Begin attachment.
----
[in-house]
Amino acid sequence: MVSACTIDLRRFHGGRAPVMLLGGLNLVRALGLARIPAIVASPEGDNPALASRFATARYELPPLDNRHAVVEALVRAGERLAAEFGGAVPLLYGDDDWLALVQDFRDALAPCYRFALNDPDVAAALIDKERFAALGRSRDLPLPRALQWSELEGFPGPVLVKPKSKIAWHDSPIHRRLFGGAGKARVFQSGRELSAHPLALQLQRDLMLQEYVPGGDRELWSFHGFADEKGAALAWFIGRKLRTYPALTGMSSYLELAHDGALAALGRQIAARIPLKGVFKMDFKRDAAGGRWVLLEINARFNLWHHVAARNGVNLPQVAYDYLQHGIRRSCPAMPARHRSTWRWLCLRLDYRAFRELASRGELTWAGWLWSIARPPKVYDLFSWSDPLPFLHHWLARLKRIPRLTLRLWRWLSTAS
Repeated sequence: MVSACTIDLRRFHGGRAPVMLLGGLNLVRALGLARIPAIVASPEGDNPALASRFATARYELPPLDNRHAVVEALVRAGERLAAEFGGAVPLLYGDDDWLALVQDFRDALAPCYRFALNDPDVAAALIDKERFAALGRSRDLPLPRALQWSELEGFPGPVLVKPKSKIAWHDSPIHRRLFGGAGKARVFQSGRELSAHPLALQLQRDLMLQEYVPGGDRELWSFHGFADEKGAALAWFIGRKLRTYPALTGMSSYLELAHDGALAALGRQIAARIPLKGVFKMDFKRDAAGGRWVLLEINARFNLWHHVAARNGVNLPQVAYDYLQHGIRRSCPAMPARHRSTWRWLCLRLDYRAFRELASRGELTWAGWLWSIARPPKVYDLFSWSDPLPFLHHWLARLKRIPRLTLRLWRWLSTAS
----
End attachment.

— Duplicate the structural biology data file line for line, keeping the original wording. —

[in-house]
Amino acid sequence: MVSACTIDLRRFHGGRAPVMLLGGLNLVRALGLARIPAIVASPEGDNPALASRFATARYELPPLDNRHAVVEALVRAGERLAAEFGGAVPLLYGDDDWLALVQDFRDALAPCYRFALNDPDVAAALIDKERFAALGRSRDLPLPRALQWSELEGFPGPVLVKPKSKIAWHDSPIHRRLFGGAGKARVFQSGRELSAHPLALQLQRDLMLQEYVPGGDRELWSFHGFADEKGAALAWFIGRKLRTYPALTGMSSYLELAHDGALAALGRQIAARIPLKGVFKMDFKRDAAGGRWVLLEINARFNLWHHVAARNGVNLPQVAYDYLQHGIRRSCPAMPARHRSTWRWLCLRLDYRAFRELASRGELTWAGWLWSIARPPKVYDLFSWSDPLPFLHHWLARLKRIPRLTLRLWRWLSTAS
Repeated sequence: MVSACTIDLRRFHGGRAPVMLLGGLNLVRALGLARIPAIVASPEGDNPALASRFATARYELPPLDNRHAVVEALVRAGERLAAEFGGAVPLLYGDDDWLALVQDFRDALAPCYRFALNDPDVAAALIDKERFAALGRSRDLPLPRALQWSELEGFPGPVLVKPKSKIAWHDSPIHRRLFGGAGKARVFQSGRELSAHPLALQLQRDLMLQEYVPGGDRELWSFHGFADEKGAALAWFIGRKLRTYPALTGMSSYLELAHDGALAALGRQIAARIPLKGVFKMDFKRDAAGGRWVLLEINARFNLWHHVAARNGVNLPQVAYDYLQHGIRRSCPAMPARHRSTWRWLCLRLDYRAFRELASRGELTWAGWLWSIARPPKVYDLFSWSDPLPFLHHWLARLKRIPRLTLRLWRWLSTAS